sino x cos z?

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2.

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ON THE INTEGRATION OF FLUXIONS CONTAINING SEVERAL VARIABLE

QUANTITIES.

96. In any function t, of two variables x and y, if we first take the fuxion upon the supposition that x alone is variable, every term not originally containing some power of x will disappear, and the result will be of the form Pr. If we then take the fluxion of Pi, upon the supposition that y alone is variable, the result will be of the form P'xy, and by the double operation, all terms not originally containing both x and y, will have disappeared.

Again, if we take the fluxion of the same function i, upon the supposition that y alone is variable, the result will be of the form Qy; and if we then take the fluxion of Qý, upon the supposition that : alone is variable, the result will be of the form Qyr, all terms being excluded here also which did not originally contain some powers of both x and y.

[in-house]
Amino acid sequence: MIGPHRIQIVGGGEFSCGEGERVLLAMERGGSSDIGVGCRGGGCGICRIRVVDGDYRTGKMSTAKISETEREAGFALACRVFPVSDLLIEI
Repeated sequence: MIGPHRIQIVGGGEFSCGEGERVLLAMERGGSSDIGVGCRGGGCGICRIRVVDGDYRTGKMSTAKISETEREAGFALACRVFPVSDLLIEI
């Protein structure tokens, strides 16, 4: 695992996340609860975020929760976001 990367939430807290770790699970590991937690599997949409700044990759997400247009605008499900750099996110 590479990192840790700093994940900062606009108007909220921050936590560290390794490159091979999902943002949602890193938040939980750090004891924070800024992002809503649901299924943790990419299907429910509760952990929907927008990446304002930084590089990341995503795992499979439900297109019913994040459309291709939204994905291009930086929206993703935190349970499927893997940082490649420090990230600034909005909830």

Now in any term including powers of both x and y, we shall obviously obtain the same result, whether we take its fluxion, first supposing only x to vary, and then take the fluxion of the result, supposing y alone to vary; or whether we first suppose y alone to vary, y

y and then x. Hence we shall always have Pixy=Q'yx, or more simply P=Q.

The quantities På, Qy are called the partial fluxions of the function t, the first taken relative to x, the second relative to y; and P Q are called the partial fluxional coefficients.

Example. Let the function be z* + xy +a' y. Then the partial fluxion relative x is (4x} + 3x? y) x; and the partial fluxion of (4.x} + 3.22 y) e taken relative to y,

,

is 3.x xy. Again the partial fluxion of 3+ + x?y + a’y? relative to y (r +2 a* y) y, and the fiuxion of (x2+2a2 y) y, supposing x only to be variable, is 3x? y x, the same result ag before. The partial fluxion of the function t,; taken relative to x, that is r ,

w; and the par

supposing alone to vary, is usually expressed by 3;